An American Society of Anesthesiologists (ASA) physical status class I, healthy 33-year-old male patient was transferred to a level I trauma center after being struck by an excavator bucket at a construction site. The patient had no significant past medical history. On arrival, the patient was confused, and his vital signs included an unstable blood pressure of 95/44 mmHg, a pulse rate of 144 beats/min, and a respiration rate of 40 breaths/min. Given the patient’s unstable condition, a massive transfusion protocol was initiated with the transfusion of packed red blood cells, fresh frozen plasma, and platelets in a 1:1:1 ratio. Radiography and computed tomography demonstrated an unstable pelvic ring injury consisting of right sacroiliac joint dislocation, a non-displaced transverse fracture of the left acetabulum, right pubic rami fractures, and an anterior wall fracture of the right acetabulum (Fig. 1). The patient also had traumatic hemopneumothorax with multiple rib fractures, subarachnoid hemorrhage with depressed skull fracture of the temporal bone, and facial maxillary bone fracture. The patient was determined to have an Injury Severity Score of 34, indicating polytrauma. Emergent closed thoracostomy with chest tube insertion, cranioplasty with hematoma evacuation, and external fixation along with percutaneous screw fixation were performed. Because the patient’s condition was life-threatening, we expected future definitive internal fixation to be precluded by an unacceptable physiologic condition. Therefore, we opted to perform minimally invasive definitive fixation in the acute phase if possible. We planned external pelvic fixation with percutaneous iliosacral (IS) screw fixation for the pelvic ring and percutaneous screw fixation for the left acetabular fracture. After application of a supra-acetabular external fixator using 6-mm–diameter Schanz pins, percutaneous IS screw fixations were performed to the S1 body using a 7.3-mm partially threaded cannulated screw with a washer in compression mode and to the S2 body using a 7.3-mm fully threaded cannulated screw in position mode. Both the S1 and S2 screws had purchase with the contralateral sacroiliac joint to ensure stability. During this procedure, an external fixator frame was utilized to reduce the posterior pelvic ring by joystick maneuver and was subsequently left in place. Percutaneous in situ fixation of the left acetabulum was performed using a 7.3-mm cannulated screw. This screw was introduced just inferior to the pubic tubercle and was passed through the intramedullary corridor of the superior pubic ramus to the posterior column to achieve bicolumnar fixation of the acetabulum (Figs. 2, 3). The patient was subsequently admitted to the intensive care unit for ongoing resuscitation. After spending 16 days in the intensive care unit, the patient was transferred to the general ward. During this critical period for lifesaving, the patient’s physiologic condition, including coagulopathy and acid-base imbalance with lactate level, had not recovered sufficiently for additional surgery [5]. On serial follow-up, radiographs indicated that reduction of the pelvis and acetabulum were well maintained, and no further displacement was observed. We decided to keep an external fixator as definitive stabilization for the anterior pelvic ring and to use adjunct stabilization with IS screw fixations for the posterior ring. However, we removed the external fixator 24 days after surgery due to pin site infection. Because no residual fluoroscopic displacement was observed after removal of the external fixator, we performed no further surgery (Fig. 4). Despite the lack of scientific evidence, a pelvic binder was applied to prevent secondary displacement after removal of the external fixator. The patient’s mental and general condition completely recovered by approximately 4 weeks after the injury. The patient was then allowed to sit and move by wheelchair as tolerated. From 6 weeks postoperatively, the patient was allowed protected weight-bearing and could transition to full weight-bearing as tolerated. Eight weeks after surgery, the patient was allowed to walk independently. At 6-month follow-up, radiographs demonstrated complete healing and favorable alignment of the pelvic ring, and the patient returned to full activity (Fig. 5).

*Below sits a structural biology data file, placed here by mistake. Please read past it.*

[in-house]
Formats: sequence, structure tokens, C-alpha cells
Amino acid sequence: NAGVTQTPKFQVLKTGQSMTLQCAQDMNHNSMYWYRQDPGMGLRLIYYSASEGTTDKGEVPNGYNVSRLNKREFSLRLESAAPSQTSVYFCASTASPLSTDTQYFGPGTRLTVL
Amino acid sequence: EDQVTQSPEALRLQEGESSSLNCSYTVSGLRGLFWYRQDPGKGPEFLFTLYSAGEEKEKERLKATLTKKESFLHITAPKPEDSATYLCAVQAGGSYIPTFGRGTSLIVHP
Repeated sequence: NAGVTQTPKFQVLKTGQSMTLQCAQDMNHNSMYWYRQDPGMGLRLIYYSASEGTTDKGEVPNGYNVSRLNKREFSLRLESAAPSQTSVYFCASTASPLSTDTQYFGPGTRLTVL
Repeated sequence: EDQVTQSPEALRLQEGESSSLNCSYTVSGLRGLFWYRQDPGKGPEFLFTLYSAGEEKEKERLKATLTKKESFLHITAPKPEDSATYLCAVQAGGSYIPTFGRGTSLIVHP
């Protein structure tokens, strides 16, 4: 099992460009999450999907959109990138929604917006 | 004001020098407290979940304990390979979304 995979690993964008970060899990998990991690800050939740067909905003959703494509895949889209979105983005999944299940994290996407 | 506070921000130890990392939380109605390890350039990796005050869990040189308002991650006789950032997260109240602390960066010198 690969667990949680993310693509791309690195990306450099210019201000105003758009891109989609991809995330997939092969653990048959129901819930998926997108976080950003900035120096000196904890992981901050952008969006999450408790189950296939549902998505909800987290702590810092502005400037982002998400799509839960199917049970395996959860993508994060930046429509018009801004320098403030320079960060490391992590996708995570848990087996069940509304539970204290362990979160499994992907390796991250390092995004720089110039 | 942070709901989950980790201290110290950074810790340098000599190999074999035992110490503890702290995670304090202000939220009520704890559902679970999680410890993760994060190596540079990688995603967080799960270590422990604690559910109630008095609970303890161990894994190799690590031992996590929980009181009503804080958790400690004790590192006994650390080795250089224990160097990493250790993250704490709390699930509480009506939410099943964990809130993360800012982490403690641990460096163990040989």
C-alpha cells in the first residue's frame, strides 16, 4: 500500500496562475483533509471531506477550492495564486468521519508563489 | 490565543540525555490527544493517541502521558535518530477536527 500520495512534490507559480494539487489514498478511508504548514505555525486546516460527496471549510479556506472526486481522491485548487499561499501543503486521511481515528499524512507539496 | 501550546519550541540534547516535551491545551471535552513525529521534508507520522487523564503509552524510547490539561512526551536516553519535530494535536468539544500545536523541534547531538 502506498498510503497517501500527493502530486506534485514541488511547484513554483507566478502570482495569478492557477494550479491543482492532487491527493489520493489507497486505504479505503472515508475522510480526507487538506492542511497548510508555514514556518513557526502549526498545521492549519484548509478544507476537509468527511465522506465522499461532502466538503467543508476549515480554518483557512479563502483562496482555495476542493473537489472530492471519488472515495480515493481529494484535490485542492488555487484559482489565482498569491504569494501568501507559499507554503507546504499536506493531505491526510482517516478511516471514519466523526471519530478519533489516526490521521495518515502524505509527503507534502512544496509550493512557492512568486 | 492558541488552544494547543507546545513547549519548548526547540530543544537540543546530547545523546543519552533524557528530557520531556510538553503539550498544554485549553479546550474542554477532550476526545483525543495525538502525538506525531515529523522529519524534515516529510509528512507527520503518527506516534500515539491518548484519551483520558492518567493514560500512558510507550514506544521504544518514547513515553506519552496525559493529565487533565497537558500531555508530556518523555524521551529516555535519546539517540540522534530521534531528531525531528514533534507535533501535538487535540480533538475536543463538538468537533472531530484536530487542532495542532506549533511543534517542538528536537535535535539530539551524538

Ethics statement